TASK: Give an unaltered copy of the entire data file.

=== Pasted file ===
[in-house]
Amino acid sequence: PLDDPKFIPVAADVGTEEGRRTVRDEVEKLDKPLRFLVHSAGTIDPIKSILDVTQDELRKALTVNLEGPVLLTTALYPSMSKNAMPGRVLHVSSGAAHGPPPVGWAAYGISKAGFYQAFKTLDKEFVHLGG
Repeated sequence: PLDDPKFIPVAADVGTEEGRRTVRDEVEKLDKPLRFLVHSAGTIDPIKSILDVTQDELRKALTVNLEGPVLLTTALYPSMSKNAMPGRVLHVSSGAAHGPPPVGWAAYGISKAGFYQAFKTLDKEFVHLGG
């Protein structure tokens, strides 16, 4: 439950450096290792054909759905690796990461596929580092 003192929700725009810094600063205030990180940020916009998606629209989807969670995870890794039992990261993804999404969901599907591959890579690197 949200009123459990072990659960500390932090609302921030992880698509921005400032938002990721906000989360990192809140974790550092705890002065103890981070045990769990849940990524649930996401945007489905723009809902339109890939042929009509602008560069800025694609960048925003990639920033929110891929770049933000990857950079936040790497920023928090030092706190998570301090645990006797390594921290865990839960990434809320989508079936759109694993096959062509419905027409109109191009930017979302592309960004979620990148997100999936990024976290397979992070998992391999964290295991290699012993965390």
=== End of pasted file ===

[in-house]
Amino acid sequence: PLDDPKFIPVAADVGTEEGRRTVRDEVEKLDKPLRFLVHSAGTIDPIKSILDVTQDELRKALTVNLEGPVLLTTALYPSMSKNAMPGRVLHVSSGAAHGPPPVGWAAYGISKAGFYQAFKTLDKEFVHLGG
Repeated sequence: PLDDPKFIPVAADVGTEEGRRTVRDEVEKLDKPLRFLVHSAGTIDPIKSILDVTQDELRKALTVNLEGPVLLTTALYPSMSKNAMPGRVLHVSSGAAHGPPPVGWAAYGISKAGFYQAFKTLDKEFVHLGG
């Protein structure tokens, strides 16, 4: 439950450096290792054909759905690796990461596929580092 003192929700725009810094600063205030990180940020916009998606629209989807969670995870890794039992990261993804999404969901599907591959890579690197 949200009123459990072990659960500390932090609302921030992880698509921005400032938002990721906000989360990192809140974790550092705890002065103890981070045990769990849940990524649930996401945007489905723009809902339109890939042929009509602008560069800025694609960048925003990639920033929110891929770049933000990857950079936040790497920023928090030092706190998570301090645990006797390594921290865990839960990434809320989508079936759109694993096959062509419905027409109109191009930017979302592309960004979620990148997100999936990024976290397979992070998992391999964290295991290699012993965390």